Despite the district court's finding that "ABA/USA functions for FIBA in the United States," rec., vol. I, at 106, it concluded that the record contains an insufficient factual basis for finding that FIBA and ABA/USA are either the same entity or principal and agent. Under Colorado law, however, the issue of agency is a fact question. See, e.g., Dailey v. Elicker, 447 F. Supp. 436, 439 (D. Colo. 1978); Shriver v. Carter, 651 P.2d 436, 439 (Colo.Ct.App.1982). On this record, there clearly are fact questions regarding the relationship between FIBA and ABA/USA that cannot be determined summarily.

The district court also concluded that FIBA's contacts with Colorado through ABA/USA were insignificant. It based its conclusion in part on the fact that the concurrent activity of FIBA and ABA/USA was not a joint "commercial" endeavor. However, the due process clause does not require that a foreign defendant's contacts with the forum state be commercial in nature. See Nova Biomedical Corp. v. Moller, 629 F.2d 190, 193 (1st Cir. 1980) (state long-arm statute extending jurisdiction to federal constitutional limits not limited to commercial activity by defendant); McLean v. Church of Scientology, 538 F. Supp. 545, 549-50 (M.D. Fla .1982) (commercial transaction for pecuniary benefit not required under liberally construed long-arm statute). Even though FIBA and ABA/USA are not involved in a commercial endeavor, FIBA may still conduct significant activity in Colorado through ABA/USA for purposes of long-arm jurisdiction.

Behagen has presented facts tending to show that FIBA consists of its members, that FIBA operates through committees made up of members, that the members promulgate the governing rules as a congress, and that FIBA governs internationally related basketball in each country through its member organization there. We conclude that it would not offend due process to require FIBA to defend a lawsuit wherever members conduct FIBA activities if FIBA in fact consists of its members and acts only through them. The undeveloped record in this case reveals that there exist factual disputes material to these issues. Therefore summary judgment was inappropriate. See Fed. R. Civ. P. 56(c); Houghton v. Foremost Financial Services Corp., 724 F.2d 112, 114 (10th Cir. 1983).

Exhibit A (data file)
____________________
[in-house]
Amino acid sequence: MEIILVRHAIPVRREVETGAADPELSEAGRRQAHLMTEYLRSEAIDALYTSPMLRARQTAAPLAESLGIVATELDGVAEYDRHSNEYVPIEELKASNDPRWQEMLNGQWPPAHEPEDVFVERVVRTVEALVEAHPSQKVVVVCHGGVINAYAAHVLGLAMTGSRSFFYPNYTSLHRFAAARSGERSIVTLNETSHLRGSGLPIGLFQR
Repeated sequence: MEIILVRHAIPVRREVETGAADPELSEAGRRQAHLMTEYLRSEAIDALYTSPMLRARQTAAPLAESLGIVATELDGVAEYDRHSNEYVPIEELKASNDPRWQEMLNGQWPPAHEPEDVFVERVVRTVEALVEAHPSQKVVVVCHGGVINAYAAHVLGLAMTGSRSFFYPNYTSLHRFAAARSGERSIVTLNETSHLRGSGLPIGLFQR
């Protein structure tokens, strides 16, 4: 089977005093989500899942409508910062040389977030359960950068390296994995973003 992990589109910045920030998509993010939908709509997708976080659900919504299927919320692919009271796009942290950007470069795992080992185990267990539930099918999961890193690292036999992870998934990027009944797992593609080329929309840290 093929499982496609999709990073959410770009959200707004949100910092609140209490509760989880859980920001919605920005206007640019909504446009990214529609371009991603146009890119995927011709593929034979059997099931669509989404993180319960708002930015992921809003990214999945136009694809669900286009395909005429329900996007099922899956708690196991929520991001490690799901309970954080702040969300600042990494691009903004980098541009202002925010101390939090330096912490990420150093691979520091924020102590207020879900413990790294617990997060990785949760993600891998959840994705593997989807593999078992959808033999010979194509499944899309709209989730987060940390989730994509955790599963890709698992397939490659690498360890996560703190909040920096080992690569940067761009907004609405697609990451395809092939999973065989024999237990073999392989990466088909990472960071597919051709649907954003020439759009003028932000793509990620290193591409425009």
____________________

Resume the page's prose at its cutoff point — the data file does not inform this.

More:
We reverse the district court's order dismissing this action against FIBA. The case is remanded for further proceedings.

BARRETT, Circuit Judge, dissenting.

I have concluded that the district court's dismissal of FIBA for want of in personam jurisdiction was proper. In my view, the district court correctly analyzed the structure of FIBA and ABA/USA from the pleadings and concluded correctly that: when FIBA denied Behagen a license to play in Italy, it was acting against him as an Italian, not an American, basketball player; FIBA's action had nothing to do with Behagen's standing as an amateur in America and any impact felt by Behagen was in Italy, not in the United States, for the "right" advanced here by Behagen was that of playing basketball in Italy; giving credence to Behagen's theory could only result in the creation of a right to sue in Italy; Behagen postulates simply that because FIBA performed an act in Germany (revocation of his license) which Behagen felt in the United States, FIBA is answerable to the jurisdiction of an American court--a postulation which, if applied, would lead to mischief neither contemplated nor countenanced by law.

 1

The record reveals some confusion on this issue. An affidavit by the Associate Executive Director of ABA/USA states that Behagen had never requested or received an ABA/USA travel permit, and that reinstatement to amateur status was a decision solely within the jurisdiction of FIBA. Indeed, defendants ABA/USA and Wall moved at one point to dismiss the action under Fed. R. Civ. P. 19 because Behagen had as yet failed to serve FIBA. In his deposition, however, Wall stated that when FIBA issues a license, it can order ABA/USA to issue a retroactive travel permit and ABA/USA will do so. Wall further stated that ABA/USA recommends reinstatement pursuant to FIBA regulations and issues travel permits certifying amateur status, and that such a determination has never been reversed by FIBA. Wall also testified that it is ABA/USA's responsibility as a FIBA member to notify FIBA when an American player turns professional

 2

Although FIBA urges us to apply the three-pronged test set out in Van Schaack & Co. v. District Court, 189 Colo. 145, 538 P.2d 425, 426 (1975) (en banc), that test is applicable only when "jurisdiction is based on a single act of the defendant." Tucker, 560 P.2d at 455-56. The Colorado courts clearly have recognized that the three-pronged test is not mandated by federal due process when the defendant's conduct in the forum is continuous and substantial. See id. at 456; Le Manufacture Francaise, 620 P.2d at 1047; Waterval, 620 P.2d at 9 & n. 3. Thus the Van Schaack test is not the proper analytical framework for evaluating in personam jurisdiction in this case